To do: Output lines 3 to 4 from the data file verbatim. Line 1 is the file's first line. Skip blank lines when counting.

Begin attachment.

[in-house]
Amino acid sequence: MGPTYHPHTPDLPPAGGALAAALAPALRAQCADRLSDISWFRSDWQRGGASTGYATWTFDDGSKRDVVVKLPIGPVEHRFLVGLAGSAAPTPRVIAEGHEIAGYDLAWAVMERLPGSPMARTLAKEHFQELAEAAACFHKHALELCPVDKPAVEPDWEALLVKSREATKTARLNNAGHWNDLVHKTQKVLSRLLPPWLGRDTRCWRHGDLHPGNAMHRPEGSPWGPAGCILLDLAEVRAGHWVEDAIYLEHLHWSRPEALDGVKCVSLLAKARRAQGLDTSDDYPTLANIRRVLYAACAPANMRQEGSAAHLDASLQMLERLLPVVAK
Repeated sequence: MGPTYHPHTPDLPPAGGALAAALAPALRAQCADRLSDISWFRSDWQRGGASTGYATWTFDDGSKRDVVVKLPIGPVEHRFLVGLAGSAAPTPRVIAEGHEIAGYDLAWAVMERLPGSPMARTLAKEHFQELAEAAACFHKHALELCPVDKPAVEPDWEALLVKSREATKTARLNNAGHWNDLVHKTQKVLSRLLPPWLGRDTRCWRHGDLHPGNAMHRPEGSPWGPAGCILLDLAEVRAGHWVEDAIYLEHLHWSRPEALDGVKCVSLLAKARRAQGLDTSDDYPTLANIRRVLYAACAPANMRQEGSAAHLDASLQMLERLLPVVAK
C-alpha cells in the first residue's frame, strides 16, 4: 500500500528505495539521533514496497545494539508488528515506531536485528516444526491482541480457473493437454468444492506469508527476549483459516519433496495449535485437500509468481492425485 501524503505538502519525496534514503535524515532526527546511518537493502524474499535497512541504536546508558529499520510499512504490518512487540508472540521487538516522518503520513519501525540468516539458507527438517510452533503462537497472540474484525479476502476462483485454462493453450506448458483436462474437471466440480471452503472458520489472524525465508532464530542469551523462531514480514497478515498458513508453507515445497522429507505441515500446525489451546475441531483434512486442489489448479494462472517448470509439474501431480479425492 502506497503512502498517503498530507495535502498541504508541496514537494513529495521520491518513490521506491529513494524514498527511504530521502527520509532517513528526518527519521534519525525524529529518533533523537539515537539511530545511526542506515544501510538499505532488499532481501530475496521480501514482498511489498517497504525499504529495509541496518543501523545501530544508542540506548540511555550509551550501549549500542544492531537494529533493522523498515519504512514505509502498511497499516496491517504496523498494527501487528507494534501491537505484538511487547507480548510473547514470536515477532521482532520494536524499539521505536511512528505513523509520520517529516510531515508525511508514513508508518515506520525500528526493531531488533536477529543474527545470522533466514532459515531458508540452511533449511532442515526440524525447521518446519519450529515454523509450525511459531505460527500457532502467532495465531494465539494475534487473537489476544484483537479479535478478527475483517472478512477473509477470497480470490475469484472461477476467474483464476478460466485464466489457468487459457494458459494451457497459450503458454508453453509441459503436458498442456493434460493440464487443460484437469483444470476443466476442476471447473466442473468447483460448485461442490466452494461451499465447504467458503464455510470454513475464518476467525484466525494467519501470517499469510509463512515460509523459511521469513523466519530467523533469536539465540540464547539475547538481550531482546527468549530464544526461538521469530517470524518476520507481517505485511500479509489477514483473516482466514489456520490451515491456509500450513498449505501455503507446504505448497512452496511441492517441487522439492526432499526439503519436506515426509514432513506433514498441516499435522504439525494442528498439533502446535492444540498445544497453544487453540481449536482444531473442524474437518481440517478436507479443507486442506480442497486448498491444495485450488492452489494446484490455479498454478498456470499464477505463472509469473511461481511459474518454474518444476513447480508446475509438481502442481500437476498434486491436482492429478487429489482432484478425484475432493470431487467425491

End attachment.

Repeated sequence: MGPTYHPHTPDLPPAGGALAAALAPALRAQCADRLSDISWFRSDWQRGGASTGYATWTFDDGSKRDVVVKLPIGPVEHRFLVGLAGSAAPTPRVIAEGHEIAGYDLAWAVMERLPGSPMARTLAKEHFQELAEAAACFHKHALELCPVDKPAVEPDWEALLVKSREATKTARLNNAGHWNDLVHKTQKVLSRLLPPWLGRDTRCWRHGDLHPGNAMHRPEGSPWGPAGCILLDLAEVRAGHWVEDAIYLEHLHWSRPEALDGVKCVSLLAKARRAQGLDTSDDYPTLANIRRVLYAACAPANMRQEGSAAHLDASLQMLERLLPVVAK
C-alpha cells in the first residue's frame, strides 16, 4: 500500500528505495539521533514496497545494539508488528515506531536485528516444526491482541480457473493437454468444492506469508527476549483459516519433496495449535485437500509468481492425485 501524503505538502519525496534514503535524515532526527546511518537493502524474499535497512541504536546508558529499520510499512504490518512487540508472540521487538516522518503520513519501525540468516539458507527438517510452533503462537497472540474484525479476502476462483485454462493453450506448458483436462474437471466440480471452503472458520489472524525465508532464530542469551523462531514480514497478515498458513508453507515445497522429507505441515500446525489451546475441531483434512486442489489448479494462472517448470509439474501431480479425492 502506497503512502498517503498530507495535502498541504508541496514537494513529495521520491518513490521506491529513494524514498527511504530521502527520509532517513528526518527519521534519525525524529529518533533523537539515537539511530545511526542506515544501510538499505532488499532481501530475496521480501514482498511489498517497504525499504529495509541496518543501523545501530544508542540506548540511555550509551550501549549500542544492531537494529533493522523498515519504512514505509502498511497499516496491517504496523498494527501487528507494534501491537505484538511487547507480548510473547514470536515477532521482532520494536524499539521505536511512528505513523509520520517529516510531515508525511508514513508508518515506520525500528526493531531488533536477529543474527545470522533466514532459515531458508540452511533449511532442515526440524525447521518446519519450529515454523509450525511459531505460527500457532502467532495465531494465539494475534487473537489476544484483537479479535478478527475483517472478512477473509477470497480470490475469484472461477476467474483464476478460466485464466489457468487459457494458459494451457497459450503458454508453453509441459503436458498442456493434460493440464487443460484437469483444470476443466476442476471447473466442473468447483460448485461442490466452494461451499465447504467458503464455510470454513475464518476467525484466525494467519501470517499469510509463512515460509523459511521469513523466519530467523533469536539465540540464547539475547538481550531482546527468549530464544526461538521469530517470524518476520507481517505485511500479509489477514483473516482466514489456520490451515491456509500450513498449505501455503507446504505448497512452496511441492517441487522439492526432499526439503519436506515426509514432513506433514498441516499435522504439525494442528498439533502446535492444540498445544497453544487453540481449536482444531473442524474437518481440517478436507479443507486442506480442497486448498491444495485450488492452489494446484490455479498454478498456470499464477505463472509469473511461481511459474518454474518444476513447480508446475509438481502442481500437476498434486491436482492429478487429489482432484478425484475432493470431487467425491